Philly public school parents go over legal strategy
Philadelphia's public schools may not have reopened yet, but parents are already thinking about taking legal action over this year's cutbacks.
When classes start Monday, the school district will have about 3,000 fewer employees than it did in June. That amounts to a 15 percent cut to staff.
Sonja Kerr, director of disabilities rights for the Public Interest Law Center of Philadelphia, provided legal advice to concerned parents Thursday. She doubts that the cash-strapped district will be able to fully meet the needs of children with disabilities.
"Children don't know what school they're going to. Children have transportation issues. Children with disabilities who need aides don't have aides," she said. "It's going to be a very, very difficult year for children with disabilities."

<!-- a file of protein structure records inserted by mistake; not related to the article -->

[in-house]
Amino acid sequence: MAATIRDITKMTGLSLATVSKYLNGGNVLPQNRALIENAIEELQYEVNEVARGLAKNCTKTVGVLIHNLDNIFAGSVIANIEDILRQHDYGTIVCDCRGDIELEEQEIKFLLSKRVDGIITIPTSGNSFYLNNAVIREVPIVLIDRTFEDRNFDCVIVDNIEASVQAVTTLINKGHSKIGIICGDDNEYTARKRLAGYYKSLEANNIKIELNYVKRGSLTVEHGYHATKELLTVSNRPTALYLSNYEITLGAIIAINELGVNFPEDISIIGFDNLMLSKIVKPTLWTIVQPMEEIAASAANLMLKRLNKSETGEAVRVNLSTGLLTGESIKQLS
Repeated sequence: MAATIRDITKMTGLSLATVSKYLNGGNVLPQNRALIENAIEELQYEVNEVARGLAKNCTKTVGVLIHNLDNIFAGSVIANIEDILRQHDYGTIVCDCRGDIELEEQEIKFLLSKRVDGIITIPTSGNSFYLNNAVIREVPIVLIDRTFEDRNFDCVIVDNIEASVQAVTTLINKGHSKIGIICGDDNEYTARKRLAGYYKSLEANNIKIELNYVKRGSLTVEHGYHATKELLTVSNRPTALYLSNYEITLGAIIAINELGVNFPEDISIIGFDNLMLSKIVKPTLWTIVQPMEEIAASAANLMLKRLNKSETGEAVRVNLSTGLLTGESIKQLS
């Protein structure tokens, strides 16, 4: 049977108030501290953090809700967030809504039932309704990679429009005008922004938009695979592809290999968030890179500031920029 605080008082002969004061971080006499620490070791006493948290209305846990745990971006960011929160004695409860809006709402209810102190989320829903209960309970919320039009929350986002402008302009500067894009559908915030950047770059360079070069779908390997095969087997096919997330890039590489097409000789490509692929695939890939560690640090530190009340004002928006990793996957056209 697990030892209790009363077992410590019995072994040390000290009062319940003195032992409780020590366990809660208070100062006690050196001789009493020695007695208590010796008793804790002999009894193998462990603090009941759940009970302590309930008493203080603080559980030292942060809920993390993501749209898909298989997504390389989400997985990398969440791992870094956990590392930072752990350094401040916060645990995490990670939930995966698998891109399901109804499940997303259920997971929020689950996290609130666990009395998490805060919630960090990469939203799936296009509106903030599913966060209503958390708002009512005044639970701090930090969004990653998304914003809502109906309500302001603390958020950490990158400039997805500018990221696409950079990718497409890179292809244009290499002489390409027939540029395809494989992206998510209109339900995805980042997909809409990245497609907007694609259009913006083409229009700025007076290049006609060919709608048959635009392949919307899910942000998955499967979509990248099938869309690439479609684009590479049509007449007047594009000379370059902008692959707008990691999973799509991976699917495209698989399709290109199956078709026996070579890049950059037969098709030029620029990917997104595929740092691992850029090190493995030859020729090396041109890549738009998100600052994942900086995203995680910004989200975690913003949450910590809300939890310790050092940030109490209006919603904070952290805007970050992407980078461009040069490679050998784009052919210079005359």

If problems arise, Kerr said that parents can file a complaint with the state Department of Education and school district. She also encouraged families to call the state's help line for children with special needs (800-879-2301).
Kerr and parents said that their goal is to get the attention of the state government, which they see as shortchanging the city's schools. The state funding the Philadelphia School District receives annually dropped by $145 million between mid-2010 and 2013, according to a city analysis confirmed by the district.
"We want to make it clear to the people making the decisions that for every dollar they're not providing, there's an impact," said Kerr.
Helen Gym, co-founder of the advocacy group Parents United for Public Education, added that families shouldn't hesitate to raise their concerns.
"If your school lacks a guidance counselor, which over 60 percent of them will, if you don't have a school nurse for an asthmatic student, we want those complaints filed," she said. "You don't have to wait for something to happen."
School district officials said they are working hard to meet children's needs and will fulfill their legal obligations.
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